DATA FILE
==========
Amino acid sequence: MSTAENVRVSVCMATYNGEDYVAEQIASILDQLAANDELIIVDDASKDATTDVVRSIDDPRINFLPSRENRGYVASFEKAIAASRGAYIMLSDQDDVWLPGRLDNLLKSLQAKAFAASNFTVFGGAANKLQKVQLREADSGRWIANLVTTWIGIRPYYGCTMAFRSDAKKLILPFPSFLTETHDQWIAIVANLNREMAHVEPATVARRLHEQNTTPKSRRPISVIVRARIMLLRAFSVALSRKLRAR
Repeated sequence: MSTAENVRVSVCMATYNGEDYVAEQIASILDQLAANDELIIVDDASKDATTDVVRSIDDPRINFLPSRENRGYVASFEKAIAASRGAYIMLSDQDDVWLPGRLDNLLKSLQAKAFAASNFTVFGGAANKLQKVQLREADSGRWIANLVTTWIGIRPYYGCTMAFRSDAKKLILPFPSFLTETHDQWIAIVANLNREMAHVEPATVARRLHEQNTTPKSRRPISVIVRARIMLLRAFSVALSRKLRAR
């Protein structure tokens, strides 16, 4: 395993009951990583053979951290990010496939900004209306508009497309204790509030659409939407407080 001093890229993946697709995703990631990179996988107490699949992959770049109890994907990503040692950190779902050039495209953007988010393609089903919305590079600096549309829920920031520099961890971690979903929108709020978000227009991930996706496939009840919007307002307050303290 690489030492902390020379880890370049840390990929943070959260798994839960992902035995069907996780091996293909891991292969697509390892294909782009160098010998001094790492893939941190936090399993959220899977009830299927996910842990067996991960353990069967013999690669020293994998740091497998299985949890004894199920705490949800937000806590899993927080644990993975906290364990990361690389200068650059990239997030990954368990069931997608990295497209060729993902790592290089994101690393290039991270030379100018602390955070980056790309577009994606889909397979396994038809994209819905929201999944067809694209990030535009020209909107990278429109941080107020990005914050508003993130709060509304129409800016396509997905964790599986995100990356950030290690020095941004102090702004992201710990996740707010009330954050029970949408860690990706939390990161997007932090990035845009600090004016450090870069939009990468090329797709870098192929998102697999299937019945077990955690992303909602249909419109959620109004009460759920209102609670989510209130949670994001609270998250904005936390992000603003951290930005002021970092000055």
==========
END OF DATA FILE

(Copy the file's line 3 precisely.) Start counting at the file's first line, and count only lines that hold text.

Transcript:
């Protein structure tokens, strides 16, 4: 395993009951990583053979951290990010496939900004209306508009497309204790509030659409939407407080 001093890229993946697709995703990631990179996988107490699949992959770049109890994907990503040692950190779902050039495209953007988010393609089903919305590079600096549309829920920031520099961890971690979903929108709020978000227009991930996706496939009840919007307002307050303290 690489030492902390020379880890370049840390990929943070959260798994839960992902035995069907996780091996293909891991292969697509390892294909782009160098010998001094790492893939941190936090399993959220899977009830299927996910842990067996991960353990069967013999690669020293994998740091497998299985949890004894199920705490949800937000806590899993927080644990993975906290364990990361690389200068650059990239997030990954368990069931997608990295497209060729993902790592290089994101690393290039991270030379100018602390955070980056790309577009994606889909397979396994038809994209819905929201999944067809694209990030535009020209909107990278429109941080107020990005914050508003993130709060509304129409800016396509997905964790599986995100990356950030290690020095941004102090702004992201710990996740707010009330954050029970949408860690990706939390990161997007932090990035845009600090004016450090870069939009990468090329797709870098192929998102697999299937019945077990955690992303909602249909419109959620109004009460759920209102609670989510209130949670994001609270998250904005936390992000603003951290930005002021970092000055």